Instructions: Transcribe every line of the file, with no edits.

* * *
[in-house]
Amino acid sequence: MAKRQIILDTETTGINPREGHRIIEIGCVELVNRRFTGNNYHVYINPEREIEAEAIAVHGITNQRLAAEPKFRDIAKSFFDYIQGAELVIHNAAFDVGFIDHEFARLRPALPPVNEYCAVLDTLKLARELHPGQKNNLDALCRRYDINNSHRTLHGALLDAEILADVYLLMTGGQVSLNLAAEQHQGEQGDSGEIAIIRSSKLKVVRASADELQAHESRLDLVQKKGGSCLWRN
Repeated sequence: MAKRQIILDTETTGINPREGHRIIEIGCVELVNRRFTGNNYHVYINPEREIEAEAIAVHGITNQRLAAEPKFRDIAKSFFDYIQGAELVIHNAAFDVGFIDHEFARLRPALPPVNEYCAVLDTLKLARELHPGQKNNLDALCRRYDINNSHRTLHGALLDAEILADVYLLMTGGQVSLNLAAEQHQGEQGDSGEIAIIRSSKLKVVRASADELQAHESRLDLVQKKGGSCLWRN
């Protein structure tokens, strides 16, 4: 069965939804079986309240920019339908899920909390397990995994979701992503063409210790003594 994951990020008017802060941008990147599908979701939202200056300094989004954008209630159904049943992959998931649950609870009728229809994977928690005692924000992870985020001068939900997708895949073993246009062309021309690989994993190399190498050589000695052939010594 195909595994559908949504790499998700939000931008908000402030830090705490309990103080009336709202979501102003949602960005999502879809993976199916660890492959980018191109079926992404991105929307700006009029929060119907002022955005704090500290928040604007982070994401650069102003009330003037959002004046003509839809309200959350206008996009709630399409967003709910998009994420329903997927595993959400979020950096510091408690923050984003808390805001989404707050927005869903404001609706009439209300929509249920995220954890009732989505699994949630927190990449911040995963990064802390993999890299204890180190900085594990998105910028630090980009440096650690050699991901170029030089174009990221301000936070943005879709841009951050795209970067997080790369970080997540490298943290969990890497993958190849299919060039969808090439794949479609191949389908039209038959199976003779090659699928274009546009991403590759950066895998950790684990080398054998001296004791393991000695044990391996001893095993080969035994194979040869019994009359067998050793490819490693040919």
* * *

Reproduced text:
[in-house]
Amino acid sequence: MAKRQIILDTETTGINPREGHRIIEIGCVELVNRRFTGNNYHVYINPEREIEAEAIAVHGITNQRLAAEPKFRDIAKSFFDYIQGAELVIHNAAFDVGFIDHEFARLRPALPPVNEYCAVLDTLKLARELHPGQKNNLDALCRRYDINNSHRTLHGALLDAEILADVYLLMTGGQVSLNLAAEQHQGEQGDSGEIAIIRSSKLKVVRASADELQAHESRLDLVQKKGGSCLWRN
Repeated sequence: MAKRQIILDTETTGINPREGHRIIEIGCVELVNRRFTGNNYHVYINPEREIEAEAIAVHGITNQRLAAEPKFRDIAKSFFDYIQGAELVIHNAAFDVGFIDHEFARLRPALPPVNEYCAVLDTLKLARELHPGQKNNLDALCRRYDINNSHRTLHGALLDAEILADVYLLMTGGQVSLNLAAEQHQGEQGDSGEIAIIRSSKLKVVRASADELQAHESRLDLVQKKGGSCLWRN
């Protein structure tokens, strides 16, 4: 069965939804079986309240920019339908899920909390397990995994979701992503063409210790003594 994951990020008017802060941008990147599908979701939202200056300094989004954008209630159904049943992959998931649950609870009728229809994977928690005692924000992870985020001068939900997708895949073993246009062309021309690989994993190399190498050589000695052939010594 195909595994559908949504790499998700939000931008908000402030830090705490309990103080009336709202979501102003949602960005999502879809993976199916660890492959980018191109079926992404991105929307700006009029929060119907002022955005704090500290928040604007982070994401650069102003009330003037959002004046003509839809309200959350206008996009709630399409967003709910998009994420329903997927595993959400979020950096510091408690923050984003808390805001989404707050927005869903404001609706009439209300929509249920995220954890009732989505699994949630927190990449911040995963990064802390993999890299204890180190900085594990998105910028630090980009440096650690050699991901170029030089174009990221301000936070943005879709841009951050795209970067997080790369970080997540490298943290969990890497993958190849299919060039969808090439794949479609191949389908039209038959199976003779090659699928274009546009991403590759950066895998950790684990080398054998001296004791393991000695044990391996001893095993080969035994194979040869019994009359067998050793490819490693040919």